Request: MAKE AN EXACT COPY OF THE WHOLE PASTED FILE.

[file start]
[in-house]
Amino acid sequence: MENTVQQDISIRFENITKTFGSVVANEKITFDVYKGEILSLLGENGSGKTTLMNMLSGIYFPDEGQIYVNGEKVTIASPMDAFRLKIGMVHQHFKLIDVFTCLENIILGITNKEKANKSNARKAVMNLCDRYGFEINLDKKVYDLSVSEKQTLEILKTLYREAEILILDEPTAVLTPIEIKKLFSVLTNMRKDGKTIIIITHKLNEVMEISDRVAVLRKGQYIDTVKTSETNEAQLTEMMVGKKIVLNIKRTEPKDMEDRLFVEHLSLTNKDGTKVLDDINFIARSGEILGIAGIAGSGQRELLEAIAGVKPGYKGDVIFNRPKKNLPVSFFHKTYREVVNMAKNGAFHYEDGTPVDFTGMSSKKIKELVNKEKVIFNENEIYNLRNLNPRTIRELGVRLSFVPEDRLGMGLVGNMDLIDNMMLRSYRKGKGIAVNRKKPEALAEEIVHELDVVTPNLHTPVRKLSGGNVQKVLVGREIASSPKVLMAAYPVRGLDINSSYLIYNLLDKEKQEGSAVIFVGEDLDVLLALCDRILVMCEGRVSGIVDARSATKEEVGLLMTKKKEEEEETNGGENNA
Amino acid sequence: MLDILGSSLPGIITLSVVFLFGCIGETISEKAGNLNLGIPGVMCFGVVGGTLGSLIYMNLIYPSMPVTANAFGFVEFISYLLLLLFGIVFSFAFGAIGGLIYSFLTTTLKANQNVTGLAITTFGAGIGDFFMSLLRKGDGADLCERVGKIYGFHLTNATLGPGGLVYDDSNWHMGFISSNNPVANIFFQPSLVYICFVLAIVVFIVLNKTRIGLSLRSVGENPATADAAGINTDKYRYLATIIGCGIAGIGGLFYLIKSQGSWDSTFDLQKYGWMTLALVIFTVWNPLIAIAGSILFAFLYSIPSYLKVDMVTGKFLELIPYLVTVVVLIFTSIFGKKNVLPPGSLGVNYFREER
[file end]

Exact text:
[in-house]
Amino acid sequence: MENTVQQDISIRFENITKTFGSVVANEKITFDVYKGEILSLLGENGSGKTTLMNMLSGIYFPDEGQIYVNGEKVTIASPMDAFRLKIGMVHQHFKLIDVFTCLENIILGITNKEKANKSNARKAVMNLCDRYGFEINLDKKVYDLSVSEKQTLEILKTLYREAEILILDEPTAVLTPIEIKKLFSVLTNMRKDGKTIIIITHKLNEVMEISDRVAVLRKGQYIDTVKTSETNEAQLTEMMVGKKIVLNIKRTEPKDMEDRLFVEHLSLTNKDGTKVLDDINFIARSGEILGIAGIAGSGQRELLEAIAGVKPGYKGDVIFNRPKKNLPVSFFHKTYREVVNMAKNGAFHYEDGTPVDFTGMSSKKIKELVNKEKVIFNENEIYNLRNLNPRTIRELGVRLSFVPEDRLGMGLVGNMDLIDNMMLRSYRKGKGIAVNRKKPEALAEEIVHELDVVTPNLHTPVRKLSGGNVQKVLVGREIASSPKVLMAAYPVRGLDINSSYLIYNLLDKEKQEGSAVIFVGEDLDVLLALCDRILVMCEGRVSGIVDARSATKEEVGLLMTKKKEEEEETNGGENNA
Amino acid sequence: MLDILGSSLPGIITLSVVFLFGCIGETISEKAGNLNLGIPGVMCFGVVGGTLGSLIYMNLIYPSMPVTANAFGFVEFISYLLLLLFGIVFSFAFGAIGGLIYSFLTTTLKANQNVTGLAITTFGAGIGDFFMSLLRKGDGADLCERVGKIYGFHLTNATLGPGGLVYDDSNWHMGFISSNNPVANIFFQPSLVYICFVLAIVVFIVLNKTRIGLSLRSVGENPATADAAGINTDKYRYLATIIGCGIAGIGGLFYLIKSQGSWDSTFDLQKYGWMTLALVIFTVWNPLIAIAGSILFAFLYSIPSYLKVDMVTGKFLELIPYLVTVVVLIFTSIFGKKNVLPPGSLGVNYFREER